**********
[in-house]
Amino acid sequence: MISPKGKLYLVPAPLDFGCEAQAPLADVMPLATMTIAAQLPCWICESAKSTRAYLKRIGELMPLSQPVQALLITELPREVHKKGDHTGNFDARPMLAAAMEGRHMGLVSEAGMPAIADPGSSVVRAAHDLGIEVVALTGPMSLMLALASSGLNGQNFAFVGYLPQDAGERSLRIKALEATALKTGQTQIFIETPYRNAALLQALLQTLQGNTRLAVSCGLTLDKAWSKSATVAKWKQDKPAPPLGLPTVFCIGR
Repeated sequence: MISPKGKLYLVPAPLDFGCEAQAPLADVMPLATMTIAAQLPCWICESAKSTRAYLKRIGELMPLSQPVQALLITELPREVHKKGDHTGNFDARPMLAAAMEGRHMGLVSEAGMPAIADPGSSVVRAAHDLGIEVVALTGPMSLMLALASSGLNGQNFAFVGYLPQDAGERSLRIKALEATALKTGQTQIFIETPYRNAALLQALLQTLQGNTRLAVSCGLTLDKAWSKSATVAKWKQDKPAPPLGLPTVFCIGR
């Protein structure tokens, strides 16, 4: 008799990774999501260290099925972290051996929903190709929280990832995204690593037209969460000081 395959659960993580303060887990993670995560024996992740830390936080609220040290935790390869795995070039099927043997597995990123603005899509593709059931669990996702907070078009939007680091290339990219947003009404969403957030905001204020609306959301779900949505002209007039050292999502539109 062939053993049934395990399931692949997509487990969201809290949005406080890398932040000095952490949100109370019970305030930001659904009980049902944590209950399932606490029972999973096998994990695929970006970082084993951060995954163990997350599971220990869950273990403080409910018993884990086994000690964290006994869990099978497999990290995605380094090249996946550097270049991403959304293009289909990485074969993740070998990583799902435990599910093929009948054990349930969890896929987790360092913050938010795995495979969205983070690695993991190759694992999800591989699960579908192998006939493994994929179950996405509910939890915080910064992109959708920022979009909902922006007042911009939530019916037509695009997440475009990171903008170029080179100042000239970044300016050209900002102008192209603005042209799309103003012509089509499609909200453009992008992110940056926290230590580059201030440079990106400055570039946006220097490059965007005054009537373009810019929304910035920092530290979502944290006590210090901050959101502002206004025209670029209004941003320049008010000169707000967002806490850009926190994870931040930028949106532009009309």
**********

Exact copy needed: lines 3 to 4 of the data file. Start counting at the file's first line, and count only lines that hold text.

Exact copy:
Repeated sequence: MISPKGKLYLVPAPLDFGCEAQAPLADVMPLATMTIAAQLPCWICESAKSTRAYLKRIGELMPLSQPVQALLITELPREVHKKGDHTGNFDARPMLAAAMEGRHMGLVSEAGMPAIADPGSSVVRAAHDLGIEVVALTGPMSLMLALASSGLNGQNFAFVGYLPQDAGERSLRIKALEATALKTGQTQIFIETPYRNAALLQALLQTLQGNTRLAVSCGLTLDKAWSKSATVAKWKQDKPAPPLGLPTVFCIGR
């Protein structure tokens, strides 16, 4: 008799990774999501260290099925972290051996929903190709929280990832995204690593037209969460000081 395959659960993580303060887990993670995560024996992740830390936080609220040290935790390869795995070039099927043997597995990123603005899509593709059931669990996702907070078009939007680091290339990219947003009404969403957030905001204020609306959301779900949505002209007039050292999502539109 062939053993049934395990399931692949997509487990969201809290949005406080890398932040000095952490949100109370019970305030930001659904009980049902944590209950399932606490029972999973096998994990695929970006970082084993951060995954163990997350599971220990869950273990403080409910018993884990086994000690964290006994869990099978497999990290995605380094090249996946550097270049991403959304293009289909990485074969993740070998990583799902435990599910093929009948054990349930969890896929987790360092913050938010795995495979969205983070690695993991190759694992999800591989699960579908192998006939493994994929179950996405509910939890915080910064992109959708920022979009909902922006007042911009939530019916037509695009997440475009990171903008170029080179100042000239970044300016050209900002102008192209603005042209799309103003012509089509499609909200453009992008992110940056926290230590580059201030440079990106400055570039946006220097490059965007005054009537373009810019929304910035920092530290979502944290006590210090901050959101502002206004025209670029209004941003320049008010000169707000967002806490850009926190994870931040930028949106532009009309």